Forgotten mourners: Soldiers’ brothers, sisters

Courtesy of Stars and Stripes

WASHINGTON — The photo tells one story: brothers Chad and Ian Weikel, all smiles, arms around each other on Ian’s wedding day. The tattoos now on Chad’s forearms tell another — about his anguish over his brother’s death in Iraq.

Words like “rage” “alone,” and “fury” are interwoven in the tattoos along with the likeness of Captain Ian Weikel, a West Point graduate. Chad, 32, says his older brother’s death in 2006 put him on a path that led to divorce and a decision to enlist in the Army Reserves. He recently moved from Colorado Springs, Colorado, to Washington for a fresh start after a car crash kept him from starting basic training.

“It got pretty dark after all the services and all the family and friends stopped coming by,” says Weikel. “We were very close. I miss him every day.”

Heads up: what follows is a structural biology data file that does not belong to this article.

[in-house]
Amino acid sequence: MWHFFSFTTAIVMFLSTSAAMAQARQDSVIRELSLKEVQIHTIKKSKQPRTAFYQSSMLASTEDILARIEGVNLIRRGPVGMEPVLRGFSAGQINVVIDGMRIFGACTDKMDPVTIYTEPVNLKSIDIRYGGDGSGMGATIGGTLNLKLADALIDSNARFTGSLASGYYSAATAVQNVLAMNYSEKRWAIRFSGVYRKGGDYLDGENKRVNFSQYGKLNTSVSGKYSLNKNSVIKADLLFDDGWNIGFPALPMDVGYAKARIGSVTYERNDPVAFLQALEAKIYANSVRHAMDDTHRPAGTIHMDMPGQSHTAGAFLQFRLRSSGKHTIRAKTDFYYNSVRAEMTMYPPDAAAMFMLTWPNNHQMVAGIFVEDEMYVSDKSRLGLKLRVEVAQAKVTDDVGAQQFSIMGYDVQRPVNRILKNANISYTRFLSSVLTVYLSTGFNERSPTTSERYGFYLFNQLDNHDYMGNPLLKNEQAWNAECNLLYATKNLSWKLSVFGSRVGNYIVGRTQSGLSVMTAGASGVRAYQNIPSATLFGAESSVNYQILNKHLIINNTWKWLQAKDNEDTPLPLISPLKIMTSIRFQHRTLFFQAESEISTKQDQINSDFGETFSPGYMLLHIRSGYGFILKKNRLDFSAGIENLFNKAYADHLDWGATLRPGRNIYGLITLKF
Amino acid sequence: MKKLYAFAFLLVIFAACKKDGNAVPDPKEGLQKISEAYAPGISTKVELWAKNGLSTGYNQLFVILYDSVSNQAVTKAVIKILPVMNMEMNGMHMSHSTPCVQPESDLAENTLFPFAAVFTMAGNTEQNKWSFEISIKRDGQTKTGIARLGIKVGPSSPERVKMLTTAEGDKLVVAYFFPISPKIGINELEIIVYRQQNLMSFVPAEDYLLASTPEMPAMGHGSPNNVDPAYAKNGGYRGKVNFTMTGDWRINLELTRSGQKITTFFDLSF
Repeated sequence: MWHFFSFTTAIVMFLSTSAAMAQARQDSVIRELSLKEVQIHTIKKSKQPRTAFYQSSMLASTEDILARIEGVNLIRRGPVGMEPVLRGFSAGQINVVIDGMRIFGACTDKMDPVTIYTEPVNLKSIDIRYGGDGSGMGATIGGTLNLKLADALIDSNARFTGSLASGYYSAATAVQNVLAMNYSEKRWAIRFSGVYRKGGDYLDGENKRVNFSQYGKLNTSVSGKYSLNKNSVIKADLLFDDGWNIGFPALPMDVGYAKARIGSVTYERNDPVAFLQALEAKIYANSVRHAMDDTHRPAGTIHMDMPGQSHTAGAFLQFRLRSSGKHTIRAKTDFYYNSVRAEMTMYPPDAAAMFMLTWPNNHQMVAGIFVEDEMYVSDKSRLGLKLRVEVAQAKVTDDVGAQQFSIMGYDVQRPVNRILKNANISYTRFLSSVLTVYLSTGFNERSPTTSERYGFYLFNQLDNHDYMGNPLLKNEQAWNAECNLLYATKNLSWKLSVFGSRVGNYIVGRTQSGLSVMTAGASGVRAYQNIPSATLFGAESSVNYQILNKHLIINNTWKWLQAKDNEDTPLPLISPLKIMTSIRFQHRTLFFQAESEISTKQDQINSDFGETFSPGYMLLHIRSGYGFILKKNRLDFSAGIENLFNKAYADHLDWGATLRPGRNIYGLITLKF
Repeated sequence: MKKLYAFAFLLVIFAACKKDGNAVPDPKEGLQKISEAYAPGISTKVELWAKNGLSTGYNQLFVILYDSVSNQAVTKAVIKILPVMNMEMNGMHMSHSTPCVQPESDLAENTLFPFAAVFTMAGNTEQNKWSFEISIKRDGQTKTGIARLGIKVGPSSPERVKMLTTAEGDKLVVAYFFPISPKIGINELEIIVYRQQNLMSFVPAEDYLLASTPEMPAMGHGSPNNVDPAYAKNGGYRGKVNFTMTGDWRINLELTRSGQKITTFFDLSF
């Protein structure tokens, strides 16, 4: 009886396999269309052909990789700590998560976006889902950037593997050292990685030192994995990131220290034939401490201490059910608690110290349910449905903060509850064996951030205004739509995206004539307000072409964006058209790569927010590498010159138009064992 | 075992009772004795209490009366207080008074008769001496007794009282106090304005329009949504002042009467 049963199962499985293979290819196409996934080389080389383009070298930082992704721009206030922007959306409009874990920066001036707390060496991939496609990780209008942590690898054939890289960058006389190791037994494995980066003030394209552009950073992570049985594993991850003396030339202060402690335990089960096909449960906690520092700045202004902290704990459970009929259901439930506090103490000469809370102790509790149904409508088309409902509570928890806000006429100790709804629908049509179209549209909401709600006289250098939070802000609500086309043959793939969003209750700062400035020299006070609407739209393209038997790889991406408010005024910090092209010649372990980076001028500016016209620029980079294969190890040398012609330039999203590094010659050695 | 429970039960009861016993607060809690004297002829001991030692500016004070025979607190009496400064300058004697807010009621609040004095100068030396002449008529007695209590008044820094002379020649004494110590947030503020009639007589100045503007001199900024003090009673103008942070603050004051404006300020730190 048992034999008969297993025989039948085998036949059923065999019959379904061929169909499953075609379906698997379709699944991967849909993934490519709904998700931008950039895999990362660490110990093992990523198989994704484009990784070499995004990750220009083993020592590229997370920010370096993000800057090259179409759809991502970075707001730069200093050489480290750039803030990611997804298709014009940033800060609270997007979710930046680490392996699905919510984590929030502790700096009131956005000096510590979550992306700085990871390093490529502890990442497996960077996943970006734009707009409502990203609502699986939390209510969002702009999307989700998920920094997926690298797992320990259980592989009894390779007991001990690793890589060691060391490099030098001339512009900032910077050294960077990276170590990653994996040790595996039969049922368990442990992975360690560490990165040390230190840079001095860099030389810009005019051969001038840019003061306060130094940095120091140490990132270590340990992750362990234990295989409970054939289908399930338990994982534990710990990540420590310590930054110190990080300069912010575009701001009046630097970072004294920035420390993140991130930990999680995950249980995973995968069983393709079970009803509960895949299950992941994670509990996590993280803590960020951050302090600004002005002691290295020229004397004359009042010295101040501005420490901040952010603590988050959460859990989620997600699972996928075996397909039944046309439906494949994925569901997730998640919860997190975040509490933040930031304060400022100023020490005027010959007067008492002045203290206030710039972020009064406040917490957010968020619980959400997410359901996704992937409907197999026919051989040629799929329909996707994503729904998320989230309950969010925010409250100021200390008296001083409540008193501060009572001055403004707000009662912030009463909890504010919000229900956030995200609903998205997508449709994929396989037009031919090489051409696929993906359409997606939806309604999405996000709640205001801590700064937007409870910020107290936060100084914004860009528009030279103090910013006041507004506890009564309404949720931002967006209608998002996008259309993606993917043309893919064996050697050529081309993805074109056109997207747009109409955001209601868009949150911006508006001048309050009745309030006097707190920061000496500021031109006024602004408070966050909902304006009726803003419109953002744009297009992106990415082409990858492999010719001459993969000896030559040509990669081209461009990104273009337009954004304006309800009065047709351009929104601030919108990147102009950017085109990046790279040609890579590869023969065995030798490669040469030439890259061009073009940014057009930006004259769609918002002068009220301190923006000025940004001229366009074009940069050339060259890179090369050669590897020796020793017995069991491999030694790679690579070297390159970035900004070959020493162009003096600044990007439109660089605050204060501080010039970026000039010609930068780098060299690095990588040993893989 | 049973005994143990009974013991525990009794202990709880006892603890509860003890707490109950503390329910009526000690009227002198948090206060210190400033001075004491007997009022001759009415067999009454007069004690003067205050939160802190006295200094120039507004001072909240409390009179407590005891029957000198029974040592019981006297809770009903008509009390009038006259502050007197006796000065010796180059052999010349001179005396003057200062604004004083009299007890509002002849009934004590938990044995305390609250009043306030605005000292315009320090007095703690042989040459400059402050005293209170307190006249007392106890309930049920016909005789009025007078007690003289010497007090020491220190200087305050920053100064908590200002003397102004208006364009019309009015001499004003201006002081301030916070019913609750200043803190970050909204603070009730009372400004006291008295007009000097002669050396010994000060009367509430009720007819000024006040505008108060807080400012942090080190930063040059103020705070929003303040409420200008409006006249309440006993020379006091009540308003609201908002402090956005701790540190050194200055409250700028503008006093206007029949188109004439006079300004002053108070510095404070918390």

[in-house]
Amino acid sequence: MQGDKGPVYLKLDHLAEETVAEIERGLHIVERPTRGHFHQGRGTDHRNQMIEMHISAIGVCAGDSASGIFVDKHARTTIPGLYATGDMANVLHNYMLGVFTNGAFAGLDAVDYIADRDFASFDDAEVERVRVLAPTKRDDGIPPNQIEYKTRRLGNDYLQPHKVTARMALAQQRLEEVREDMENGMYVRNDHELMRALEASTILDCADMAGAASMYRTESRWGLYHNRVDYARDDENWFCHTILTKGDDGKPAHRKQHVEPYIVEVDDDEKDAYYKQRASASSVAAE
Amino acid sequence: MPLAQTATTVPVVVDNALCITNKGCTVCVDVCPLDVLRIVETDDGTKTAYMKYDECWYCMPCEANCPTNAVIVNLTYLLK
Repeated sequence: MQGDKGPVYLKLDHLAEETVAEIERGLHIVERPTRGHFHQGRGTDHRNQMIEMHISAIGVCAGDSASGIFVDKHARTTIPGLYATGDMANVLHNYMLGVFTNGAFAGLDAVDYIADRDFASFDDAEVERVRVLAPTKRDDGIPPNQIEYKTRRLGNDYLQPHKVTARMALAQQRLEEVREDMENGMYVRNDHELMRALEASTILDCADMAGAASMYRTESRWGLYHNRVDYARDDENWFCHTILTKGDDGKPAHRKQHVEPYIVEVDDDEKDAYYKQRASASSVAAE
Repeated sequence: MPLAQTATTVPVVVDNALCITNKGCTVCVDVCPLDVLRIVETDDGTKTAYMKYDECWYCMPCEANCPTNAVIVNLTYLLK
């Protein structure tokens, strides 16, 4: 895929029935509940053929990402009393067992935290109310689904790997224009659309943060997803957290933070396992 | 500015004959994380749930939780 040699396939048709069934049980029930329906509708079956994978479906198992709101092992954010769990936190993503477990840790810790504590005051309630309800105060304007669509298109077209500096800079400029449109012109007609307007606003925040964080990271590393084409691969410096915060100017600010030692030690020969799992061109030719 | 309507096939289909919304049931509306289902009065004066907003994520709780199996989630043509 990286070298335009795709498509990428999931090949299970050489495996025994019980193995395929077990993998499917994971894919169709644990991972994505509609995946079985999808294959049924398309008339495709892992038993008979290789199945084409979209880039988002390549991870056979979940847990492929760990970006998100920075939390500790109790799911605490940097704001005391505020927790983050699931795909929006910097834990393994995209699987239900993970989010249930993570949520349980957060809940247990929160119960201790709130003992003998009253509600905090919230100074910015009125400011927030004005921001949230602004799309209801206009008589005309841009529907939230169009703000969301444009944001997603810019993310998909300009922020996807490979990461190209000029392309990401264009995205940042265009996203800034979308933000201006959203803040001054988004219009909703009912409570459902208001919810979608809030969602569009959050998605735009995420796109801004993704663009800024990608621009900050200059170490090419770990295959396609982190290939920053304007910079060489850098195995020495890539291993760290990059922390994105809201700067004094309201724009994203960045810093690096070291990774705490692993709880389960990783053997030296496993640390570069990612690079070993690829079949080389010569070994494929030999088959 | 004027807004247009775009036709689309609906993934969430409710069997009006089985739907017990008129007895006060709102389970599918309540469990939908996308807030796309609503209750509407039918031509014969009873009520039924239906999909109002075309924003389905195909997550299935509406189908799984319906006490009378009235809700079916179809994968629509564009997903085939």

Weikel is one of the wars’ forgotten mourners, the brothers and sisters of those killed in Iraq and Afghanistan. Unlike a parent or a spouse, they don’t typically get the knock at the door notifying them of a sibling’s death. At a time when they, too, are grieving, they find themselves doing the comforting, writing the thank you notes, mediating family disputes.

On Friday, about 100 siblings and their spouses are meeting in Las Vegas for a weekend retreat organized by Tragedy Assistance Program for Survivors, a Washington-based nonprofit that offers support to anyone who lost a loved one in the Armed Forces.

TAPS says there are thousands of surviving siblings from the recent wars. A majority are in their 20s or 30s — a time when many are starting careers and families.

There have been divorces and suicide attempts among siblings taking part in an online private support group facilitated by TAPS, says Ami Neiberger-Miller, 38, a spokeswoman for the organization. Her own brother, Army Specialist Christopher Neiberger, 22, of Gainesville, Florida, died in Iraq in 2007.